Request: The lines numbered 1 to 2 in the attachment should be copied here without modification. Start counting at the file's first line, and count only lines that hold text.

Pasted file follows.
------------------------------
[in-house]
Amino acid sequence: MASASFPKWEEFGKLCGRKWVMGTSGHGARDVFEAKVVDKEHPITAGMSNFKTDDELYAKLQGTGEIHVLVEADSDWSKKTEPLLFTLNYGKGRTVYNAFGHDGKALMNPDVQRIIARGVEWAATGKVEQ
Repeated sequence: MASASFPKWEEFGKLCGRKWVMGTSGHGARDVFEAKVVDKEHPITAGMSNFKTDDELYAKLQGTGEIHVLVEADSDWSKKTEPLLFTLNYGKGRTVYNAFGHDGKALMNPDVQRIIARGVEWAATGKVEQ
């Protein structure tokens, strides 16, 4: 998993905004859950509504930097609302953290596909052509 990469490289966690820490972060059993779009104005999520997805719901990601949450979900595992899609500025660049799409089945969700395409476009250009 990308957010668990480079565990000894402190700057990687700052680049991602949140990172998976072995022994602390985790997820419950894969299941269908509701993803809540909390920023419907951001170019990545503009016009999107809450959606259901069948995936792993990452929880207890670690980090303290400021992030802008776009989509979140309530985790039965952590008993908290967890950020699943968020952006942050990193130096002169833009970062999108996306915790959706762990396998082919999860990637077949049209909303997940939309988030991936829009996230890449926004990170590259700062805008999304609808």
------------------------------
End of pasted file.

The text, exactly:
[in-house]
Amino acid sequence: MASASFPKWEEFGKLCGRKWVMGTSGHGARDVFEAKVVDKEHPITAGMSNFKTDDELYAKLQGTGEIHVLVEADSDWSKKTEPLLFTLNYGKGRTVYNAFGHDGKALMNPDVQRIIARGVEWAATGKVEQ